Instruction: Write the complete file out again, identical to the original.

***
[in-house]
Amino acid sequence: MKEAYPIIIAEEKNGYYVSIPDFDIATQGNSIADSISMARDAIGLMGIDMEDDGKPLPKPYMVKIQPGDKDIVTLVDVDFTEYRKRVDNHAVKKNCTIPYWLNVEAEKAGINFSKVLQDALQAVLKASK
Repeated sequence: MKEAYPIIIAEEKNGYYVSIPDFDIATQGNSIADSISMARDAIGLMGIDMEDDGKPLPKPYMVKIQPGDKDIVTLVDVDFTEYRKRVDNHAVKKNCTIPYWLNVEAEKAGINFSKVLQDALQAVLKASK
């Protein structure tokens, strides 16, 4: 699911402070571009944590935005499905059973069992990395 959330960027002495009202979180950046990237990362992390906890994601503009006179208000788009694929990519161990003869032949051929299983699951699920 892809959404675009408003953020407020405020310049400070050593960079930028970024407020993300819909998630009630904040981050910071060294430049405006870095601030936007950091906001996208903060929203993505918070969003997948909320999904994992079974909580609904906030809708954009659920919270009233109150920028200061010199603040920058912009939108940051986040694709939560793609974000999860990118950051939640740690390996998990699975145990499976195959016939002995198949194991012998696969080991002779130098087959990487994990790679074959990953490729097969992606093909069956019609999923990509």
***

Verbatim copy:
[in-house]
Amino acid sequence: MKEAYPIIIAEEKNGYYVSIPDFDIATQGNSIADSISMARDAIGLMGIDMEDDGKPLPKPYMVKIQPGDKDIVTLVDVDFTEYRKRVDNHAVKKNCTIPYWLNVEAEKAGINFSKVLQDALQAVLKASK
Repeated sequence: MKEAYPIIIAEEKNGYYVSIPDFDIATQGNSIADSISMARDAIGLMGIDMEDDGKPLPKPYMVKIQPGDKDIVTLVDVDFTEYRKRVDNHAVKKNCTIPYWLNVEAEKAGINFSKVLQDALQAVLKASK
């Protein structure tokens, strides 16, 4: 699911402070571009944590935005499905059973069992990395 959330960027002495009202979180950046990237990362992390906890994601503009006179208000788009694929990519161990003869032949051929299983699951699920 892809959404675009408003953020407020405020310049400070050593960079930028970024407020993300819909998630009630904040981050910071060294430049405006870095601030936007950091906001996208903060929203993505918070969003997948909320999904994992079974909580609904906030809708954009659920919270009233109150920028200061010199603040920058912009939108940051986040694709939560793609974000999860990118950051939640740690390996998990699975145990499976195959016939002995198949194991012998696969080991002779130098087959990487994990790679074959990953490729097969992606093909069956019609999923990509």